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A vexing list vs. scalar context question.

by theguvnor (Chaplain)
on Jan 31, 2002 at 23:47 UTC ( #142547=perlquestion: print w/replies, xml ) Need Help??

theguvnor has asked for the wisdom of the Perl Monks concerning the following question:

In my latest folly, I changed an object to use several accessor methods that would return a scalar, rather than one accessor that would return a hash ref (that had to be dereferenced and I figured was an extra hassle for any script using the module).

So, rather than getting a value like my $dir = $site->dirs()->{'uploads'};, I could write my $dir = $site->upload_dir;

All well and good, except my object also has a couple of accessor methods that should return arrays rather than scalars, so my return from the accessor method looks like:

return @{$self->{$slot}} if wantarray; return $self->{$slot};

It must be noted I'm using closures in a loop to create the accessor methods, hence the conditional return. See my accessor generator at the bottom.

End of preamble - this is where I got tripped up and nearly went insane - in my calling script, I wanted to join the return from the 'upload_dir' method to something else, like so:

my $dir = join '/', $site->upload_dir, $user->id;

Now, it should be obvious given my preamble that because I have called the upload_dir method in list context (because join expects a list) my method will return (or try to return) a "listified" version of my scalar upload_dir value, and hence won't be what I'm looking for - in this case, it ended up returning an empty list, and messing everything up.But it took me over an hour to figure this out (I'm not too bright at times :).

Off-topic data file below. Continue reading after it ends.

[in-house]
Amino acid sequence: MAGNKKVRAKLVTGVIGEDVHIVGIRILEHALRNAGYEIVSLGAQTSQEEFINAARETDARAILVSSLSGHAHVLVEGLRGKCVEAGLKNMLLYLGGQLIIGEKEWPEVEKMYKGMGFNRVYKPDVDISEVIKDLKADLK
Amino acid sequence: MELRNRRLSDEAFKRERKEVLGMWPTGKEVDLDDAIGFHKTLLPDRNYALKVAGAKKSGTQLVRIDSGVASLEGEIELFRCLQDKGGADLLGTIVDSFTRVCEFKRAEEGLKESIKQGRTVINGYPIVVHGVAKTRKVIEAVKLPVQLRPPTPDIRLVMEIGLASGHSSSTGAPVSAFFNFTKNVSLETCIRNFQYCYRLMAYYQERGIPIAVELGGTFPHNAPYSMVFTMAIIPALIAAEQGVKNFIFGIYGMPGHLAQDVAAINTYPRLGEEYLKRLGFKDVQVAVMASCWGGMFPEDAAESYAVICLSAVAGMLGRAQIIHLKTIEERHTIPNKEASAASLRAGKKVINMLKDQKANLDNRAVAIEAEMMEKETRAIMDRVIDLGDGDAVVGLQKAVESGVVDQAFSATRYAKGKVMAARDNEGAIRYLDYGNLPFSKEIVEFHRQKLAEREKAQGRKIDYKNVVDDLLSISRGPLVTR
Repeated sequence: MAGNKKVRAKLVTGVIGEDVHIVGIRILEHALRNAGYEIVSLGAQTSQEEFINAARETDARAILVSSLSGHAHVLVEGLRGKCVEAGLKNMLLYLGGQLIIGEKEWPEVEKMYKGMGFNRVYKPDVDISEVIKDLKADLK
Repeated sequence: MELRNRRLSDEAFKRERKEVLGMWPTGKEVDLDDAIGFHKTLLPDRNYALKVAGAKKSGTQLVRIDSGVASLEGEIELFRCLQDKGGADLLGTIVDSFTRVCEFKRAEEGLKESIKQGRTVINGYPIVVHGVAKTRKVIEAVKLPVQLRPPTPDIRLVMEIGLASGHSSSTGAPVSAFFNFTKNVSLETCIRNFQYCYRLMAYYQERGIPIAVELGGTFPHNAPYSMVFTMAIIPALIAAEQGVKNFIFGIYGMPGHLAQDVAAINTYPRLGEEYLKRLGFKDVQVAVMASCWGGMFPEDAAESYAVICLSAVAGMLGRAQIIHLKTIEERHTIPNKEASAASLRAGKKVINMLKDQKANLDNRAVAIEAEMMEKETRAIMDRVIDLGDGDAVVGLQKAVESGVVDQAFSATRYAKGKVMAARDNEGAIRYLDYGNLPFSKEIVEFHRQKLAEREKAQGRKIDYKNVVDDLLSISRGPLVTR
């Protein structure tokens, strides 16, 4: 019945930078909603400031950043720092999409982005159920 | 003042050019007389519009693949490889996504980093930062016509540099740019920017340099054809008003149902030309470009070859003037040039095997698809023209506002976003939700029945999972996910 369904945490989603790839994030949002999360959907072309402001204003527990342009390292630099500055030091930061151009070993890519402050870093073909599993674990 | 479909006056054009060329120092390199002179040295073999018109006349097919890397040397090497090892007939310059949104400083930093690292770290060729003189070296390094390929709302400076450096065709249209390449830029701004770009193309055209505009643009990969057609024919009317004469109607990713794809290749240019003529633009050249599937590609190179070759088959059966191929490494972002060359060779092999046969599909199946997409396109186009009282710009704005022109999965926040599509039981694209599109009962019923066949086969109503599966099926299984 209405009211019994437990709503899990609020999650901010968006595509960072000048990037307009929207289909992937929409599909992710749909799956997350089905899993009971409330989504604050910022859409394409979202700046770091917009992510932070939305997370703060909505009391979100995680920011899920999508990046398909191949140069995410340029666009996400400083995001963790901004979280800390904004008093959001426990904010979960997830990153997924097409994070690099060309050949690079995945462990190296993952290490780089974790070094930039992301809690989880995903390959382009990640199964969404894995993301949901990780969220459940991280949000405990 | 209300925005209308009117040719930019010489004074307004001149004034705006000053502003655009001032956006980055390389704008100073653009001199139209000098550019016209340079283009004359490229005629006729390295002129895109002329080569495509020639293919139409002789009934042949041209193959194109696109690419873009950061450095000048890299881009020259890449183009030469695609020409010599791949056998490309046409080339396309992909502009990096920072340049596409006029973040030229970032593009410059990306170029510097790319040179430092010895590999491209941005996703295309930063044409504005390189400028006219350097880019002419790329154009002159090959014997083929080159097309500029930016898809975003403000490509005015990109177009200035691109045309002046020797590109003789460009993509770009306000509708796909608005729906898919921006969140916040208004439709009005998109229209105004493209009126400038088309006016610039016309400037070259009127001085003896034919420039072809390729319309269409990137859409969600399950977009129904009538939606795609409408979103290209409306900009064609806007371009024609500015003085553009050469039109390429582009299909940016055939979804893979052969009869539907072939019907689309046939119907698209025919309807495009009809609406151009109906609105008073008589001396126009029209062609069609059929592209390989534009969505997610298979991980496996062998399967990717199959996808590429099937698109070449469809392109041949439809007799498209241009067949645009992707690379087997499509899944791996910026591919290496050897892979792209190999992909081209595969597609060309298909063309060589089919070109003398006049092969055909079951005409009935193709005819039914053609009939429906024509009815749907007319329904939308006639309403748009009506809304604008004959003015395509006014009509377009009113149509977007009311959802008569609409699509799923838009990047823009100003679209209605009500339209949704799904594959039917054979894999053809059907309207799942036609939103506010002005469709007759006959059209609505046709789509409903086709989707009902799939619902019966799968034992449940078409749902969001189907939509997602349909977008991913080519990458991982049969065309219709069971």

What I can't figure out is why use strict; and use warnings; didn't throw me some kind of message about trying to turn my scalar (upload_dir) into an array to return from the method?

####################################################### # generate the generic accessor methods using closures: for my $property (keys %properties) { my $slot = __PACKAGE__ . "::$property"; no strict 'refs'; # so symbolic ref to typeglob works - see The + Camel p.338 *$property = sub { my $self = shift; if (@_) { if ( ref $_[0] ) { # arg is a ref, just store it $self->{$slot} = shift; } elsif ( $properties{$property} eq 'ARRAY' ) { # transla +te array to arrayref $self->{$slot} = [@_]; } elsif ( $properties{$property} eq 'HASH' ) { # translat +e hash to hashref $self->{$slot} = {@_}; } elsif ( $properties{$property} eq 'SCALAR' ) { # scalar +, no translation $self->{$slot} = shift; } else { die "Problem with $slot"; } } return @{ $self->{$slot} } if wantarray; return $self->{$slot}; }; }

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Re: A vexing list vs. scalar context question.
by japhy (Canon) on Feb 01, 2002 at 00:21 UTC
    To answer your bolded question, it's because you explicitly turned off strict references! And you might need to rethink your wantarray return value, since @{ $self->{foo} } won't dereference a hash reference...

    Jeff[japhy]Pinyan: Perl, regex, and perl hacker.
    s++=END;++y(;-P)}y js++=;shajsj<++y(p-q)}?print:??;

      Shoot.. right there in front of me... thanks japhy. Here's my return volley though - so how would one go about returning a hash (by dereferencing a hashref) if one is called for - there is no wanthash function! Or do I simply test for wantarray still, but do my lookup for what type of variable should be stored in that slot from my %properties hash?

      Any hints appreciated.

        wantarray is a misnomer -- it should be wantlist. And my response is:
        if (wantarray) { # handle scalars too! return $self->{$x} if not ref $self->{$x}; # handle arrays return @{ $self->{$x} } if ref $self->{$x} eq 'ARRAY'; # handle hashes return %{ $self->{$x} } if ref $self->{$x} eq 'HASH'; # panic! die "unknown reference type (", ref($self->{$x}), ")"; } else { return $self->{$x} }

        Jeff[japhy]Pinyan: Perl, regex, and perl hacker.
        s++=END;++y(;-P)}y js++=;shajsj<++y(p-q)}?print:??;

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